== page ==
Now Im offically a brewer! But one small problem: Temp Control

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Well-Known Member
Jan 2, 2008
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Houston, TX
Last night was the first time that ive brewed. Everything went as planned and was a success, as for as I know. The only thing that I ran into is keeping the temperature down for the fermenter. I would like to stay away from making my house one expensive refrigerator. Since I live in houston we dont really have a winter (its currently 65 outside right now), so i need a way to keep it cooler. This morning it was reading 70 degrees but I know it will change as the day gets warmer. I put it in the coldest room in the house with an oscillating fan pointing on it full blast. Any ideas? I thought about putting it in a spare tub with cool water (no ice) and also with the fan. Other than that it was a success and I noticed the air lock started to very slightly bubble every 5 sec or so this morning. :ban:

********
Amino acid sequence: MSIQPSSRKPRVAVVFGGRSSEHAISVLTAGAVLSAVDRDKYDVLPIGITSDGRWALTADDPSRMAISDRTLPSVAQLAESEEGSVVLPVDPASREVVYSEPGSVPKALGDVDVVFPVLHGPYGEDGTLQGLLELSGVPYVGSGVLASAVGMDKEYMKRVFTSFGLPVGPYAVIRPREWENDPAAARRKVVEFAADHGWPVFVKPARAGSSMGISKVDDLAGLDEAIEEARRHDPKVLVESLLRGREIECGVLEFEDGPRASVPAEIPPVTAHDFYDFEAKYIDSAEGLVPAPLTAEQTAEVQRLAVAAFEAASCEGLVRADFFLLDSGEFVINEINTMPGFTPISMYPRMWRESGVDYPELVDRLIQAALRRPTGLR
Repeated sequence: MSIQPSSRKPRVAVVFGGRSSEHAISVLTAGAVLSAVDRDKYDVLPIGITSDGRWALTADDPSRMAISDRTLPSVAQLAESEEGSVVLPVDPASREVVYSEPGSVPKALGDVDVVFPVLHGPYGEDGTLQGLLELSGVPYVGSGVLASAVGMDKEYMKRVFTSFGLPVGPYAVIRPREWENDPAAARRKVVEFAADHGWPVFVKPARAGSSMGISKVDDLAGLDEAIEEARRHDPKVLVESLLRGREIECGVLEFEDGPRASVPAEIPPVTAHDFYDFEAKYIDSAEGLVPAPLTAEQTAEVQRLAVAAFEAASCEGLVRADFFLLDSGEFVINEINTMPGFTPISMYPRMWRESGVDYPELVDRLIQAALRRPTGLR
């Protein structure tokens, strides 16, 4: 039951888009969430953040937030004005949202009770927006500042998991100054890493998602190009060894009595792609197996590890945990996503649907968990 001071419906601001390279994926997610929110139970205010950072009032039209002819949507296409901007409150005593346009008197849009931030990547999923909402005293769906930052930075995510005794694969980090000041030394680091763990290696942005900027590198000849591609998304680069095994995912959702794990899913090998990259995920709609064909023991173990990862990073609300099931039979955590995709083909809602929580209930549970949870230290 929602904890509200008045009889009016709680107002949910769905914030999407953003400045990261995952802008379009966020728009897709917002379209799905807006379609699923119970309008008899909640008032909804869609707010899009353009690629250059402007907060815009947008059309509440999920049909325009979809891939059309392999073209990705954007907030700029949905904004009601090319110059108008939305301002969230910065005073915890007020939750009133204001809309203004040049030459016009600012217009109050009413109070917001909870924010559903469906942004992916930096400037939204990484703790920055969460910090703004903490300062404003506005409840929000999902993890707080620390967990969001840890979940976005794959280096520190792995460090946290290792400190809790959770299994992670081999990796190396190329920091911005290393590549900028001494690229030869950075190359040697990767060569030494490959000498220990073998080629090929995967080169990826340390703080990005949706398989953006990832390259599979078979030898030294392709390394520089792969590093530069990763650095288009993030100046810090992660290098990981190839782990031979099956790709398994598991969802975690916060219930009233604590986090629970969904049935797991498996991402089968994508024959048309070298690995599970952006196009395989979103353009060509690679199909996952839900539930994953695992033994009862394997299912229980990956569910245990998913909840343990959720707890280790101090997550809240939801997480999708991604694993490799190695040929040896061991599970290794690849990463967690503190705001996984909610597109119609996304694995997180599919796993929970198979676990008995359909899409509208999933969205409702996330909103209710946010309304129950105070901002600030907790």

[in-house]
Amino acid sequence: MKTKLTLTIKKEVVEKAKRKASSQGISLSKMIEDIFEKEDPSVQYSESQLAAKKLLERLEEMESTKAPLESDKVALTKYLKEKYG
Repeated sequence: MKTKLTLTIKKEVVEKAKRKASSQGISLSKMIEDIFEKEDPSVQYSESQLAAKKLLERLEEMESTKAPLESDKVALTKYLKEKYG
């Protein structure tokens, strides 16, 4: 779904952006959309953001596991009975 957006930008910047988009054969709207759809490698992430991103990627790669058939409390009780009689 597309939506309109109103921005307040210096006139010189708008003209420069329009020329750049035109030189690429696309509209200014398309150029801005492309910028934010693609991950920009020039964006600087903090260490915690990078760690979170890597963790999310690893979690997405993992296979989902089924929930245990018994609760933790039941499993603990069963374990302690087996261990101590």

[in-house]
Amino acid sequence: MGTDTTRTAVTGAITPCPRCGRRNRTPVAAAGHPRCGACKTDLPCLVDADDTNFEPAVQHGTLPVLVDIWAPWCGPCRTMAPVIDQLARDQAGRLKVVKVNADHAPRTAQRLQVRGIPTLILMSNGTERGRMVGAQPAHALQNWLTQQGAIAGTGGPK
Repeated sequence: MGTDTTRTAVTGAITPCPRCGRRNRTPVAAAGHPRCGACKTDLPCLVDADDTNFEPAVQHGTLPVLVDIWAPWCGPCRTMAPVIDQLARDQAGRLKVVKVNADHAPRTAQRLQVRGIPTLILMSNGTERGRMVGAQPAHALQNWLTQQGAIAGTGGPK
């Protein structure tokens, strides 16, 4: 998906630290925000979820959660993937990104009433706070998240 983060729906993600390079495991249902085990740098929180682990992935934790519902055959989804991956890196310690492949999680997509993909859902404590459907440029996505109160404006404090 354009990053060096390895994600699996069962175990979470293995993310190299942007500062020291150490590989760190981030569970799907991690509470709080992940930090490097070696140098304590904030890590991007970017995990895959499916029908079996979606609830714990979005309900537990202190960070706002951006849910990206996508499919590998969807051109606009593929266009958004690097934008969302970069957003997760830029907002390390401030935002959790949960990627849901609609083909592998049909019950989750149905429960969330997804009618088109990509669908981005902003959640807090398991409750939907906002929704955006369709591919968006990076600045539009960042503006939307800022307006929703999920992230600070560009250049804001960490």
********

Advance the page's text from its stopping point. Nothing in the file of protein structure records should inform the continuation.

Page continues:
use a washtub or similar and put your fermentor in a water bath it will pull heat away from it more efficiently than just the fan and also keep the temp steadier throughout the day.
Simplest cooling method is probably a tub of water, with a wet towel wrapped around the fermenter and extending into the water. Then blow the fan on it. I think if you search for 'swamp cooling' you'll find info about it (though I may be remembering wrong).

Congrats on the first batch! :mug:
When you check the temp are you checking it at floor level where the fermenter is? I have found that from floor level to even waist or chest high can be roughly a 5 degree difference.